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2000 Years of Delight


Germany, Berlin, Bundle of asparagus shoots, close-up
Schon & Probst/Picture Press/Getty Images

Asparagus is a member of the lily family and related to onions and leeks. The word itself comes from the Greek word aspharagos, which derived from the Persian word asparag, meaning sprout or shoot and was used to refer to all tender shoots. According to the Wikipedia, "Asparagus was also corrupted in some places to "sparrow grass"; indeed, John Walker stated in 1791 that 'Sparrow-grass is so general that asparagus has an air of stiffness and pedantry.'"

Although the Greeks picked and ate wild asparagus (as did early Egyptians, Spaniards, and Syrians) the first great asparagus lovers were the Romans. The Romans cultivated it in the first and second centuries A.D. - primarily in the Tiber River area - and the Roman Emperors kept what was called the Asparagus Fleet to quickly ship the vegetable to their tables when it was in season. They would also send it to the Alps where it was frozen and then enjoyed later at the Feast of Epicurus. A recipe for asparagus is included in Apicius's 3rd century Roman cookbook De re coquinaria.

Asparagus became popular in France and England in the 16th century and King Louis XIV had special greenhouses built to grow it year-round.

As hard as it is to believe, it's possible to have too much asparagus for a single meal. This only occurs if you're growing your own, but it has to be harvested when it's ready because it will have grown too far the next day. Caesar Augustus defined "haste" as being "quicker than you can cook asparagus." Under ideal circumstances a spear can grow as much as 12 inches in 24 hours. And anyone who has grown it can personally vouch for spears growing six to eight inches in that period.

Although asparagus is now available year-round, it doesn't really travel well. Most people can taste the difference between a spear cut and immediately cooked and a spear a day old and then cooked. Add a week of transit time and the difference in flavor is an order of magnitude. I only buy local asparagus when it's in season (about the last two weeks of April and the first week of May here in Knoxville, but it begins earlier further south and later in the north). Some vegetables are just too good to eat out of season or shipped in from somewhere else. Tomatoes are another such vegetable.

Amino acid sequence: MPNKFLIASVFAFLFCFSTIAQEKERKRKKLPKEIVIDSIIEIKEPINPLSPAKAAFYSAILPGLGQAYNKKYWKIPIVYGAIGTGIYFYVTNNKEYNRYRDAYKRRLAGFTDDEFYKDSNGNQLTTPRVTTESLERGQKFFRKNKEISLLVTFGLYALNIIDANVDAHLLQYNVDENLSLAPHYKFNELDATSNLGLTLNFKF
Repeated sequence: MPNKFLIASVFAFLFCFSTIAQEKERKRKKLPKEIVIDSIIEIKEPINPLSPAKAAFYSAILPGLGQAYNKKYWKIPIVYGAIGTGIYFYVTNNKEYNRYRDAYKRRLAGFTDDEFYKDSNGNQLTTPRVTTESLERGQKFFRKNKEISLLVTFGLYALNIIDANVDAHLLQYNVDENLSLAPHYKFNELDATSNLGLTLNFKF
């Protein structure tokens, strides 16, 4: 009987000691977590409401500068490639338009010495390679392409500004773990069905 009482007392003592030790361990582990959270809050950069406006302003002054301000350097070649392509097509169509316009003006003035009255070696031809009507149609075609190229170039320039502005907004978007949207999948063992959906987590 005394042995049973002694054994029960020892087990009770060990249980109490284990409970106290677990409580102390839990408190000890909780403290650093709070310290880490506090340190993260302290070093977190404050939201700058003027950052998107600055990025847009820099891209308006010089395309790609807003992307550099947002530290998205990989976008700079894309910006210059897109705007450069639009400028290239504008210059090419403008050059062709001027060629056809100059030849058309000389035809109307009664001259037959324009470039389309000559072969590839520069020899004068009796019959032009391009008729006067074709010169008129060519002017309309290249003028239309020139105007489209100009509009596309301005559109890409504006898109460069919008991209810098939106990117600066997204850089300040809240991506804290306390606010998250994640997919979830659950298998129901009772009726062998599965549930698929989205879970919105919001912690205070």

It's also best if it's cooked immediately and kept rather than stored raw. My mother's standard way of fixing leftover asparagus was to layer it a couple of spears deep on a baking sheet, then she would spread a layer of mayonaise over it and sprinkle grated parmesan cheese over the top. A few minutes under the broiler would heat the asparagus and brown the cheese and always resulted in a very happy Kevin.

But the happiest I've ever been with asparagus was one spring when I was young and my parents were in Europe for a month. I was house-sitting for them - and their 20-foot long asparagus bed. I'd cruise down to the patch when I got up and harvest a few spears to make an omelet. Then at dinner I'd cook some more, usually simmering it and topping it with a vinaigrette, mayonnaise, or blue cheese dressing. But it's also great roasted and makes a killer cold soup. For three weeks I had asparagus at least once a day, and often twice. Heaven!

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